March 31, 2021

As COVID-19 vaccines become increasingly available in the United States, some people remain hesitant.

Journalists need to give their audiences a complete picture of the vaccines’ development so they can make informed decisions when deciding whether to get the shot, Kaiser Family Foundation senior vice president Jennifer Kates and Houston KTRK/ABC13 anchor Chauncy Glover told Poynter senior faculty Joie Chen Thursday. The discussion was part of Poynter’s On Poynt series, which features interviews with journalists to get the story behind the latest headlines.

Nearly 30% of Americans have received at least one dose of a COVID-19 vaccine, and more than 15% are fully vaccinated, according to data from the Centers for Disease Control and Prevention. States are opening up vaccine eligibility, and President Joe Biden announced earlier this week that 90% of Americans will be eligible by April 19.

Many experts say the vaccines will play an important role in achieving herd immunity and curbing the pandemic. The good news, Kates said, is that the share of people who say they want to get vaccinated has increased since December.

“Still, there’s a persistent set of people who say they will only get vaccinated if it’s required or ‘definitely not,’” Kates said.

Which groups are hesitant to get the vaccine and why?

The Kaiser Family Foundation, a nonprofit that provides information on health policy, has been tracking people’s attitudes towards the vaccine since December. They found that in March, 61% of people said they have already gotten the vaccine or wish to get it as soon as possible, 17% said they want to “wait and see,” 13% said they would receive it “only if required,” and 7% said “definitely not.”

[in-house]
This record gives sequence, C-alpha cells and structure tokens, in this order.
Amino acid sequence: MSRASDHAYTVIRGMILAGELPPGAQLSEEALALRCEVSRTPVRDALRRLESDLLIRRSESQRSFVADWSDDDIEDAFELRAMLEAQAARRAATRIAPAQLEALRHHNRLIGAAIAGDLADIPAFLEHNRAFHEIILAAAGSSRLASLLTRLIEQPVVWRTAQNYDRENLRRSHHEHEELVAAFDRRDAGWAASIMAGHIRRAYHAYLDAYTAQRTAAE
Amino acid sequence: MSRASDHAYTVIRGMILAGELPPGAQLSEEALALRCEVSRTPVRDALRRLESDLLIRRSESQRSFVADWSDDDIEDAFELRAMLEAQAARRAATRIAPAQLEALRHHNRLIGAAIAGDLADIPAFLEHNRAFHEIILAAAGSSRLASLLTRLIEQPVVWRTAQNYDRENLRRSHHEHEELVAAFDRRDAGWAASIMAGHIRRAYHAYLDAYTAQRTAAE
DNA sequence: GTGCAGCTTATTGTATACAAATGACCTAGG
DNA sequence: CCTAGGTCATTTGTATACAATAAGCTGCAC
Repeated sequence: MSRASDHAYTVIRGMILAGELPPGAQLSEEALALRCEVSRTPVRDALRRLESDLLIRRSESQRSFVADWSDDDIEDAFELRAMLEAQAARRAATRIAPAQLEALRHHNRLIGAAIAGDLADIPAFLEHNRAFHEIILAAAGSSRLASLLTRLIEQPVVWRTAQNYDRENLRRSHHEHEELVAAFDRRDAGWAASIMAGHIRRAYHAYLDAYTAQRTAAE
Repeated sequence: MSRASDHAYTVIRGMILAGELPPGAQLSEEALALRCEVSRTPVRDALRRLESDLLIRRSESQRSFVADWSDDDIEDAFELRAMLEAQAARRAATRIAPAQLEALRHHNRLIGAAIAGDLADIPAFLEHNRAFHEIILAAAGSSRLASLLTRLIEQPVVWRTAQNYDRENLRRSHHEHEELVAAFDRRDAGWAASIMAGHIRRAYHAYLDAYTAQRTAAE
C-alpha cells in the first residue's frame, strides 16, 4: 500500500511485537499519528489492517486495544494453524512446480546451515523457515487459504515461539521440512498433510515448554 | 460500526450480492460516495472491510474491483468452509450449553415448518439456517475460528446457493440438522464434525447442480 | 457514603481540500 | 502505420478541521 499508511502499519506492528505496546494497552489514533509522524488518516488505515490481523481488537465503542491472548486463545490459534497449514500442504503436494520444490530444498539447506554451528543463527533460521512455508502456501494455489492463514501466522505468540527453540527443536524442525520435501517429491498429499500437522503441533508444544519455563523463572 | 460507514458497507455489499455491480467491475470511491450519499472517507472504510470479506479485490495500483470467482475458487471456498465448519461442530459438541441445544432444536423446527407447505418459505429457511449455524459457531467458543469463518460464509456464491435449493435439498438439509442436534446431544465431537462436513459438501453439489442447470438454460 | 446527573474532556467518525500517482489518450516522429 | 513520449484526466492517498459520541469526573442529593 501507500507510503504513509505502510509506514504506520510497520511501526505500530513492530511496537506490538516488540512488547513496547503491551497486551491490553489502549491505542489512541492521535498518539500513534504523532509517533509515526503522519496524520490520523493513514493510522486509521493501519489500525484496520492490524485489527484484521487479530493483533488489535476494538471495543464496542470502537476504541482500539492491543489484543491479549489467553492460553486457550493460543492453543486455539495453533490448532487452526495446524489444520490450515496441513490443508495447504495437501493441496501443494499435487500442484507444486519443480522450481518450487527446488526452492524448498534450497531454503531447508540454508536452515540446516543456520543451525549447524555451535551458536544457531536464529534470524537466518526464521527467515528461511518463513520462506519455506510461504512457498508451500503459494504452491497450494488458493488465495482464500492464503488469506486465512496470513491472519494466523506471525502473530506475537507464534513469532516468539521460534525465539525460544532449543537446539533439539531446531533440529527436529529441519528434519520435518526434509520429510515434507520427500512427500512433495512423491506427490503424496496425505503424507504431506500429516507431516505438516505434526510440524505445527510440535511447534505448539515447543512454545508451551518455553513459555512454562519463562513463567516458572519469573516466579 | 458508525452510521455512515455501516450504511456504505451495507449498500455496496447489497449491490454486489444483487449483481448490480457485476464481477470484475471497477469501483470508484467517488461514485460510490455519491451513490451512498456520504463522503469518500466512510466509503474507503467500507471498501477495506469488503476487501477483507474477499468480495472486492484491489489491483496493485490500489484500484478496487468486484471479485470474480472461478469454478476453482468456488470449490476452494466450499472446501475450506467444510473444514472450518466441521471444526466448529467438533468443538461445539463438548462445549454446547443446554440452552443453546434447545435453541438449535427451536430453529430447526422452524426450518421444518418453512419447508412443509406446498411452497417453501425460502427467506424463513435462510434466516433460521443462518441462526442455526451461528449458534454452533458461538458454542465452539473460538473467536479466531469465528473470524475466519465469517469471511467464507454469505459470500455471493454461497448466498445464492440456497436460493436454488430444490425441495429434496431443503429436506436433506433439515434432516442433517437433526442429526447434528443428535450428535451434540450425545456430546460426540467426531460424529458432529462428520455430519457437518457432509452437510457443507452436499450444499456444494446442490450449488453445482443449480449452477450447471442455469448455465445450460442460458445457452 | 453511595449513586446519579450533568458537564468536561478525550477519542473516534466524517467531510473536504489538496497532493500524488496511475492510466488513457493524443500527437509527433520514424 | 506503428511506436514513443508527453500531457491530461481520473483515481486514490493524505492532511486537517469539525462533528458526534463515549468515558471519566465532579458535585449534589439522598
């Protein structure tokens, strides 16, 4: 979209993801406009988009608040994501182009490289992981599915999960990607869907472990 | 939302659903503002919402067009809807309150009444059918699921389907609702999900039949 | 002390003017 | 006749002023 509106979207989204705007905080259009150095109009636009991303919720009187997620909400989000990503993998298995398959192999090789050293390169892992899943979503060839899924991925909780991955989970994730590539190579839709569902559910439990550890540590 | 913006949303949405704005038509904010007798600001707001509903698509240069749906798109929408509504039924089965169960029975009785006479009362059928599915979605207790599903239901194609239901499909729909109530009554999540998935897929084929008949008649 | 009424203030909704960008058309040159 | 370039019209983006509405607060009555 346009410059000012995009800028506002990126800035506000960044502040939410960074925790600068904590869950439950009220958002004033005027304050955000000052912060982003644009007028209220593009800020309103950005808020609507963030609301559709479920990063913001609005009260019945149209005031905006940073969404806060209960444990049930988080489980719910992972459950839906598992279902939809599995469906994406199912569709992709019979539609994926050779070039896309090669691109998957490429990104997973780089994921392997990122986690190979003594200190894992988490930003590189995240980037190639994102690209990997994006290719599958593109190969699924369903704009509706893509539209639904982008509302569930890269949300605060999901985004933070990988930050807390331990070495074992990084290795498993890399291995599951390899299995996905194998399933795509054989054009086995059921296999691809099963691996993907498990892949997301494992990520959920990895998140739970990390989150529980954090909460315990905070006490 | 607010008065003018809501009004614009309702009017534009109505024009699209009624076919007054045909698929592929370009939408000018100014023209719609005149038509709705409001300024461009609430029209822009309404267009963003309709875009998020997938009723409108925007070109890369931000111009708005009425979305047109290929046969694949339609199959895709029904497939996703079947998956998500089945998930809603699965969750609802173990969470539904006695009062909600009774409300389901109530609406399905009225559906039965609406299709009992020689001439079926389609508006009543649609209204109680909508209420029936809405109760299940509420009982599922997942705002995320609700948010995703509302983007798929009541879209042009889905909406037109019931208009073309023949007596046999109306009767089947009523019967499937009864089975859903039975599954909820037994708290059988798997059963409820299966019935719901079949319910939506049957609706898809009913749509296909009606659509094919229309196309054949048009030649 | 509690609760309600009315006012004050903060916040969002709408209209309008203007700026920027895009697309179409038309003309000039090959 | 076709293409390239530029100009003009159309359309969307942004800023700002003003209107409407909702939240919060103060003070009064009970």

The two groups that are most reluctant to get the vaccine are Republicans and white evangelical Christians, Kates said. She added that people in rural areas have also shown vaccine hesitancy.

“It seemed like the story for a while was that Black people in the United States may not want to get vaccinated — that’s not what we’re seeing,” Kates said. “Really, if you look at who is just not going to get vaccinated, it’s mostly Republicans and white evangelical Christians.”

Glover said he has noticed a similar shift. At first, his station reported stories about distrust of the vaccine within Black and brown communities. People expressed worries that the vaccine had been politicized or that the trials had not included a diverse group of participants. They also referenced past public health failures like the Tuskegee syphilis study, in which government researchers neglected to tell the participants they had the disease and later withheld treatment for it.

“There had to be a renewing of trust in just health care in general,” Glover said. “You had to address the trauma and the past history, and you had to address it with empathy.”

Now, it is Republicans and people in rural areas who are hesitant to get vaccinated. Glover found that the people who believe the pandemic is not real or is not that dangerous are the ones who are refusing to get the vaccine.

“These are the people that were still saying, ‘It’s a hoax. It’s not that bad.’ So now they’re saying, ‘Hey, it’s not that bad. I don’t need to get this vaccine,’” Glover said.